Yep, it’s a real house all weather tight and i have officially moved in!!!  YEA!!!!!!!  Weather tight is actually more important then you may think here right now with our sideways rain and shooter marble sized hail.  Another thing that is tremendously important is solid ground, and well it’s about time i move on from the ever so trendy plywood porch to something a bit more traditional, like wood planks maybe?  So off to the wood planks place (Ashby Lumber) i went to find some wood…

The weekend consisted of researching the ever burdening question “What kind of material should i buy?”  While this sounds easy, it’s actually tricky since there are tons of products out right now that are really only made to last a few years.  Crazy huh!  Who’d want to spend all of the time laying boards down for their porch to only do it a few years again?  Well the answer is no one.  Most of these products are marketed to people who want to do something cheap and don’t care for one reason or another, usually they either are already selling the place and just want to spruce it up or they are planning to soon and would like to get a ouple of extra dollars.  I narrowed it down to a couple of different products.

First was Trex, which is made of “recycled materials”.  I hate it when things refuse to tell you what they are made of…it’s just lame!  So that was one ding, and they were eliminated as a choice when i found out that it is not recommended to place the boards in direct sunlight.  Ummm, that is silly!  From speaking with others who have it installed it seems to hold heat a bit too well so the surface becomes ridiculously hot to the touch which would so not work with my need to be barefoot all year.

Second was Merbau, which is a super hard wood which for this product is grown sustainably in the tropical Asia-Pacific region and was promised to not burn my feet, yea!  The wood has a soft brown grain with streaks of yellow highlights giving it a fantastic depth.  The product has a 50 year lifespan, which then you can turn it over and use the other side so 100 years in total.  Another bonus, something i only have to do once not matter how long i live.  It wasn’t cheap, but it did not break the bank either, decision made, time to go pick it up.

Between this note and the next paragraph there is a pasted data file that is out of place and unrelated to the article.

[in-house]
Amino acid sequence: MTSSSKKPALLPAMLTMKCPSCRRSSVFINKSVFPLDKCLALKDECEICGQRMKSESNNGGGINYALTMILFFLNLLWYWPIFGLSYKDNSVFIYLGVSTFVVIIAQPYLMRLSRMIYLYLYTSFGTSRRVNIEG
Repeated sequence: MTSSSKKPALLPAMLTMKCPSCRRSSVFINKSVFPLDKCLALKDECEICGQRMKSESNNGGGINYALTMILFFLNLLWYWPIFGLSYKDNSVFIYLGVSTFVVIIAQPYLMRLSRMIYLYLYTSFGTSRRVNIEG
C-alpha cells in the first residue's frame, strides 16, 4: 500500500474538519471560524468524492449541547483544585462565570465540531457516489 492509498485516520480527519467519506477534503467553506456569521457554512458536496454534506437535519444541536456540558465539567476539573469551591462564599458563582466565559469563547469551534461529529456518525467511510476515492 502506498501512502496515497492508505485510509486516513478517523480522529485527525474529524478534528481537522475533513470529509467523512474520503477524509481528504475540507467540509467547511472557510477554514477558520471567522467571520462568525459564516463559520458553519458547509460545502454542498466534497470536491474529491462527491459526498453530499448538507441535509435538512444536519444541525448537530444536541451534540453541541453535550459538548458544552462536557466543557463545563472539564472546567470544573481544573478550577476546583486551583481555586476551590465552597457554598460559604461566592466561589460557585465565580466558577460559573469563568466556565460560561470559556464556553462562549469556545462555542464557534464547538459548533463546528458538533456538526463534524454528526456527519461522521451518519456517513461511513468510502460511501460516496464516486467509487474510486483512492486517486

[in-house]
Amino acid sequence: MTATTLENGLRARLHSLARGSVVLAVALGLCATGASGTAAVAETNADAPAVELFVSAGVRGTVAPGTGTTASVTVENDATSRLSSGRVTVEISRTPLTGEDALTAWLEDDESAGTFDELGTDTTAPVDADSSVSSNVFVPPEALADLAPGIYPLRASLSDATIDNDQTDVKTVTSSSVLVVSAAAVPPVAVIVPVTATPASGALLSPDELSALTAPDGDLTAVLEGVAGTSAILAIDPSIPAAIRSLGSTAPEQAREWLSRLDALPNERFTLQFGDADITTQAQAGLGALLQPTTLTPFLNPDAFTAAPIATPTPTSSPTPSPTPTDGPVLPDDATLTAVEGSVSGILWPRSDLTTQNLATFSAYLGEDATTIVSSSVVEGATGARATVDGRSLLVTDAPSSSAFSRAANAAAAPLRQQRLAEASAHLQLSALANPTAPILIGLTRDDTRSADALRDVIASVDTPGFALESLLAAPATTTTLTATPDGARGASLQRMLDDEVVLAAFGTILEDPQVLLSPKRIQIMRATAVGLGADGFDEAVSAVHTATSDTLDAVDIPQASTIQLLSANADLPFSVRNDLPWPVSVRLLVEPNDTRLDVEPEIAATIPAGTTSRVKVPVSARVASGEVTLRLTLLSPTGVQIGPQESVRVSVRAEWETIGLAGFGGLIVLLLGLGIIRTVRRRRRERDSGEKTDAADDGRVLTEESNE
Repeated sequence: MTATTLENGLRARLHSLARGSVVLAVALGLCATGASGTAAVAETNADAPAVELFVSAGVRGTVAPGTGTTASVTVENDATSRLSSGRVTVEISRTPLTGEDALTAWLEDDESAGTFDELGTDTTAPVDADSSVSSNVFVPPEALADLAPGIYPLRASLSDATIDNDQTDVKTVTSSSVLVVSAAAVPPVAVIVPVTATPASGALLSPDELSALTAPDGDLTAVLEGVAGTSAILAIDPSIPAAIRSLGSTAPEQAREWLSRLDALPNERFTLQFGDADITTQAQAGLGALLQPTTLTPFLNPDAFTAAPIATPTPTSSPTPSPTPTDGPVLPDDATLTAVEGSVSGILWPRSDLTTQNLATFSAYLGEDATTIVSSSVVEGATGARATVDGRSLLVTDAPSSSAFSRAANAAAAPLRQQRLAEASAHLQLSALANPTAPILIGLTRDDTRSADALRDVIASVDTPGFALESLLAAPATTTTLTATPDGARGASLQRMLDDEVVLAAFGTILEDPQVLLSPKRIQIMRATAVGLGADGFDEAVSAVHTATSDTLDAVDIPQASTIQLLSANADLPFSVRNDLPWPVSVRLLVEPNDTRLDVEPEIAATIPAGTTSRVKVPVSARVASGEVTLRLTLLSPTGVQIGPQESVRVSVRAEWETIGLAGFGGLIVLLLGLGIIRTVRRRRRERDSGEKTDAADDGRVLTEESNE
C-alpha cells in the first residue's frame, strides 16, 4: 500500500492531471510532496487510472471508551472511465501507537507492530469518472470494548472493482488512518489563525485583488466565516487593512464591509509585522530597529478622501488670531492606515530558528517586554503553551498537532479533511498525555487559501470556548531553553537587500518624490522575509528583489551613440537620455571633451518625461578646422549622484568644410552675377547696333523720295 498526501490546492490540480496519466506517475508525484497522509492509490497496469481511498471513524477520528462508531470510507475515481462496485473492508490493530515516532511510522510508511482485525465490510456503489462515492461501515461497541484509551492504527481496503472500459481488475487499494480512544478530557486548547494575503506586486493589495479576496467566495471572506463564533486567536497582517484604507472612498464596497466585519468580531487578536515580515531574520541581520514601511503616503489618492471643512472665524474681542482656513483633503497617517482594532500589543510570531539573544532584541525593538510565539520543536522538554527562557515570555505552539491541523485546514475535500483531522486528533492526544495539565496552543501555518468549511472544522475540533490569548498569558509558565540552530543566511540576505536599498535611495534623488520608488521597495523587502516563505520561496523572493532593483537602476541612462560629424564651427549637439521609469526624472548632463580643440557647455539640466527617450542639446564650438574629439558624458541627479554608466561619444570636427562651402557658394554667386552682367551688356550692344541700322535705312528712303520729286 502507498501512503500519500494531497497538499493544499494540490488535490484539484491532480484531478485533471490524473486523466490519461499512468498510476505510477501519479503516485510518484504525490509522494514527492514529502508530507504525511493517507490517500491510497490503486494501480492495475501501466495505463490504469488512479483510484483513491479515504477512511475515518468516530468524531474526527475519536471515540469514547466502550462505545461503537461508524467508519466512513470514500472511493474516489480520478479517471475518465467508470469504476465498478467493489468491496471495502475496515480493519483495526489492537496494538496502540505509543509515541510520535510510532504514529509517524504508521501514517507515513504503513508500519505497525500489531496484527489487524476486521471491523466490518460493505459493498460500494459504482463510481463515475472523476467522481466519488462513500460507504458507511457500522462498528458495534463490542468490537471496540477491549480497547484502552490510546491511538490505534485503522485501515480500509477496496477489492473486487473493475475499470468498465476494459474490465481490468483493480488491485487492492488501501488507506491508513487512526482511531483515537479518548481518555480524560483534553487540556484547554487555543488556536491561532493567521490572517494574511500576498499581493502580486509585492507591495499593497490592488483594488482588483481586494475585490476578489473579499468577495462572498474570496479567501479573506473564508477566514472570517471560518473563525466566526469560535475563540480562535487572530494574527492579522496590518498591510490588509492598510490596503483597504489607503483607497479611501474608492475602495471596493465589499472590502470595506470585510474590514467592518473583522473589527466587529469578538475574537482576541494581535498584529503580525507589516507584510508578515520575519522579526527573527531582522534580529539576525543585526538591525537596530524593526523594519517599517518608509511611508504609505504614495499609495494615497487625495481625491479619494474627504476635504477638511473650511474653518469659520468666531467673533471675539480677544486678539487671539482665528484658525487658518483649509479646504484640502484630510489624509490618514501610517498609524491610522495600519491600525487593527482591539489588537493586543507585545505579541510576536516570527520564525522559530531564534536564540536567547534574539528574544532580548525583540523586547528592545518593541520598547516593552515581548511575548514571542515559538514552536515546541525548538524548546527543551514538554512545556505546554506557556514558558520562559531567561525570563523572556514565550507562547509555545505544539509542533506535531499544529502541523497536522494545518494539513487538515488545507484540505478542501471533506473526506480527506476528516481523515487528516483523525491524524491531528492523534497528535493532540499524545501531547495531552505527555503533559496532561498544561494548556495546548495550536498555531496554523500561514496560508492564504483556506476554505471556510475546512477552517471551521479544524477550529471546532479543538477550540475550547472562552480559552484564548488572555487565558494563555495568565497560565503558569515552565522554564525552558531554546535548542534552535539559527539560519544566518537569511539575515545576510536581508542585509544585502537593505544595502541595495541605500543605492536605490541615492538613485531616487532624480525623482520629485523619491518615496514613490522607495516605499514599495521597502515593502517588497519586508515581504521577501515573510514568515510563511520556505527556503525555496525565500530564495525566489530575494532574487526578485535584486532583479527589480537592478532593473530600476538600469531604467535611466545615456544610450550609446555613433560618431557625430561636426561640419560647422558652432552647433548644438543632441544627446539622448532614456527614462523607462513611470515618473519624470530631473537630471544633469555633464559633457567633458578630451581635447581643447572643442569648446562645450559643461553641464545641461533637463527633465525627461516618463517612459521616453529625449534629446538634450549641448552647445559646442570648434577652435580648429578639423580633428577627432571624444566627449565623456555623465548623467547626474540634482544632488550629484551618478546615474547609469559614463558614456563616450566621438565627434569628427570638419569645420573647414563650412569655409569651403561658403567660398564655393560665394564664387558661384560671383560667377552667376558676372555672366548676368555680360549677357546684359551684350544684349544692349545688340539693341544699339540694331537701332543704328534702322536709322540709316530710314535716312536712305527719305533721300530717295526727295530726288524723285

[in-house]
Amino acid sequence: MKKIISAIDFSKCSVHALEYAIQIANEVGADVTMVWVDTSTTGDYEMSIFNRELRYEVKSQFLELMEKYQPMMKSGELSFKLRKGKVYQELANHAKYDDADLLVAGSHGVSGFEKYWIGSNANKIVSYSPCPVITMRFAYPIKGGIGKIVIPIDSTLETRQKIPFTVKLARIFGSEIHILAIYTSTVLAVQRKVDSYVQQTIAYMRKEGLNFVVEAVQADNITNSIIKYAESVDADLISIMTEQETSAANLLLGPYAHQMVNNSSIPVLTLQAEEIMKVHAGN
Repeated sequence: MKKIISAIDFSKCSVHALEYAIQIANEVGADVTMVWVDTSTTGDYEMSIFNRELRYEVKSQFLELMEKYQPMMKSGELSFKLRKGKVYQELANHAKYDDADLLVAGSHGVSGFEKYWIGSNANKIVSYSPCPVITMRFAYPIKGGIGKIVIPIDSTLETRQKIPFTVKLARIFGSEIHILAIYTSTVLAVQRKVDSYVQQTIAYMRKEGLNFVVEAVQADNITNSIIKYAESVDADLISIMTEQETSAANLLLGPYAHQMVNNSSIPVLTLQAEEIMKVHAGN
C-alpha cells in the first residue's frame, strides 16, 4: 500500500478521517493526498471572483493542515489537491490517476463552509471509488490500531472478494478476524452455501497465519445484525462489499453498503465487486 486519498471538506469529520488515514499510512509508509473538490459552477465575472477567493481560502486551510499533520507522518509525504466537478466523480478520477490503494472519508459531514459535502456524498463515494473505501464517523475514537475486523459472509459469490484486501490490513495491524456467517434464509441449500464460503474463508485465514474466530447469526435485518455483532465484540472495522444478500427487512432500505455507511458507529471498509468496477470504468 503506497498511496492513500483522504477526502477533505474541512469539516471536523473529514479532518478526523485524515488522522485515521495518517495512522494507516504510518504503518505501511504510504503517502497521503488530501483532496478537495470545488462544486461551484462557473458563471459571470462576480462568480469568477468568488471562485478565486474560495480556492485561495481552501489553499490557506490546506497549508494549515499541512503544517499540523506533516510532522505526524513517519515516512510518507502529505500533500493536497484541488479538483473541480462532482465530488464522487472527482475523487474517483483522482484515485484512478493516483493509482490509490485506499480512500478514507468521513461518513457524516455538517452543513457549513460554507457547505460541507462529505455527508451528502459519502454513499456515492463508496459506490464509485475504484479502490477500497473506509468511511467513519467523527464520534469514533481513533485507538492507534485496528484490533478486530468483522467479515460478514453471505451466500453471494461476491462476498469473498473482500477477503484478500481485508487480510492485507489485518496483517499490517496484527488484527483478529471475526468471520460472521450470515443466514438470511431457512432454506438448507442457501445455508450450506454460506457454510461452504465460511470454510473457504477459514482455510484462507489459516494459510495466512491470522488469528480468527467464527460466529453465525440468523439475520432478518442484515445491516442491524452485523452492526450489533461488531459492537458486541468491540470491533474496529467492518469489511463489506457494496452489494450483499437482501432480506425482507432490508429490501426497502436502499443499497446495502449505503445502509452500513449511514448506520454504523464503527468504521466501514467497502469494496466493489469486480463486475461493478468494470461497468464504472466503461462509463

House Week 37: Back to Stripping … Paint

There is a never ending amount of items original to the house that i have been stripping 90 years of paint off of since last year, and unfortunately the pile has not visibly shrunk.  With the trim going up around the windows in the front of the house it is imminent that the actual windows themselves will need to be ready for installation.  With the world thinking all of the rain needs to fall now and in Berkeley i took advantage of a break in the storms to attempt to strip the two fixed windows that will be set in the living room as i will not have time to finish all of them before they go up, and well it seems to make sense to focus on the ones that will be nailed in place…right?

Stripping paint is definitely not a strenuous job (like laying a porch), but where it lacks in strength it makes up for in time.  Lots of time!  Most of stripping is waiting, testing, waiting some more, and then waiting just a bit longer still, and THEN going at the object scraping and swirling with steel wool trying to loosen as much as possible before you start the whole thing over again.  I have found a relatively earth friendly brand of paint stripper i like, Citristrip, which has a super pleasant odor of oranges and lemons so it’s not so bad during all of the waiting while i read.  Also it works…watch!